Cisco's midyear report showed that CEO fraud netted cybercrime five times more money than ransomware 1 over the last three years. CEO fraud is a scam in which cybercriminals spoof company e-mail accounts and impersonate executives to try and fool an employee in accounting or HR into executing unauthorized wire transfers, or sending out confidential tax information.
The FBI calls this type of scam "business e-mail compromise" and defines BEC as "a sophisticated scam targeting businesses working with foreign suppliers and/or businesses that regularly perform wire transfer payments. The scam is carried out by compromising legitimate business e-mail accounts through social engineering or computer intrusion techniques to conduct unauthorized transfers of funds."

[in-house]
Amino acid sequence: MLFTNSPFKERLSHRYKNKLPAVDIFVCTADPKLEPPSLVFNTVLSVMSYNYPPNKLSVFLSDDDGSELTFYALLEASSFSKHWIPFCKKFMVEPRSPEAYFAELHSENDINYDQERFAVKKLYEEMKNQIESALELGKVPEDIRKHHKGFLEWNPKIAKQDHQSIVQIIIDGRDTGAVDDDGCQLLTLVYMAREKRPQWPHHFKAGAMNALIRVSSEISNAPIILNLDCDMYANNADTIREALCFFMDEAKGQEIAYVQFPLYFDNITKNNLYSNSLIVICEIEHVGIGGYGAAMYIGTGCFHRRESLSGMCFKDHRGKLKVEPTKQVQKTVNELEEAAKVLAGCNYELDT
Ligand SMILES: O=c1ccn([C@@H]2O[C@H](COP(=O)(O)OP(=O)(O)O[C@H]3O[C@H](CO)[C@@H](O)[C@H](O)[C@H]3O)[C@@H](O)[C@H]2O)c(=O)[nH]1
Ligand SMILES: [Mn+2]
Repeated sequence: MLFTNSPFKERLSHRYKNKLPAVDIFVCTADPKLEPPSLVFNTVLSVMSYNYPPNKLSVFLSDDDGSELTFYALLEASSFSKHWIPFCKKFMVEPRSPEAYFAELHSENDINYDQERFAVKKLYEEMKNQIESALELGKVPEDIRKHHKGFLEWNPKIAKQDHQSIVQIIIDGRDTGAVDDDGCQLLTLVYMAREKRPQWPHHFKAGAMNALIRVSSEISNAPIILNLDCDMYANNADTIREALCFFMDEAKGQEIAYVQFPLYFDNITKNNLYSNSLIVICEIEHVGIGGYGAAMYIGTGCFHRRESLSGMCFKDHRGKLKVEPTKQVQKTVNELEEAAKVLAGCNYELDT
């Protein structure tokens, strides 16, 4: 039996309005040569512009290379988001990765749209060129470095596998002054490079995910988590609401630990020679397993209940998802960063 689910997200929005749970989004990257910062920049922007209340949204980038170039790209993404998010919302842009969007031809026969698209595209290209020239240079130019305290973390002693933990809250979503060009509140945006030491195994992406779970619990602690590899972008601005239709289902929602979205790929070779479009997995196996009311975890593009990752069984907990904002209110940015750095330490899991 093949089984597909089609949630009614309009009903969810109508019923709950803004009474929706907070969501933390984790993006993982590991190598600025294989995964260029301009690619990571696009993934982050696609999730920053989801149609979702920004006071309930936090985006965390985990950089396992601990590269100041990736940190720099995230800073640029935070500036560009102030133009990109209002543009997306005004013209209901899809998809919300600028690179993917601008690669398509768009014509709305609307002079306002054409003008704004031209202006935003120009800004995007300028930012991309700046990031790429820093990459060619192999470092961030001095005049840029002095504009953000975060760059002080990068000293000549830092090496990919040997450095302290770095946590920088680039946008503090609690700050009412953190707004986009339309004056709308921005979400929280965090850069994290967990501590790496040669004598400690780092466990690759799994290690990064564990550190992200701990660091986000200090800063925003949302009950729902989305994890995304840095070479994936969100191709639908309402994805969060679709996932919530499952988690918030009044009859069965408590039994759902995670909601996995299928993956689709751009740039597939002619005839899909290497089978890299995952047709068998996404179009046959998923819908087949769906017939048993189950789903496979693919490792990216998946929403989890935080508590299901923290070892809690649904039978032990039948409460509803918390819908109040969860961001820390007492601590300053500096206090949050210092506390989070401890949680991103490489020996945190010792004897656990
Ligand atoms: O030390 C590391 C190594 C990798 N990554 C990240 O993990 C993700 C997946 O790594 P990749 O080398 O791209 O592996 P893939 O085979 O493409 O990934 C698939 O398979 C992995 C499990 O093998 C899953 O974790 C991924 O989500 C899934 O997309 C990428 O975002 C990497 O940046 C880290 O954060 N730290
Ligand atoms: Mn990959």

In the time period from January 2015 to June 2016, the FBI reported a 1,300% rise in losses from this type of fraud. Most victims are in the United States (all 50 states), but companies in 100 other countries have also reported incidents. While the fraudulent transfers have been sent to 79 countries, most end up in China and Hong Kong. Unless the fraud is spotted within 24 hours, the chances of recovery are small.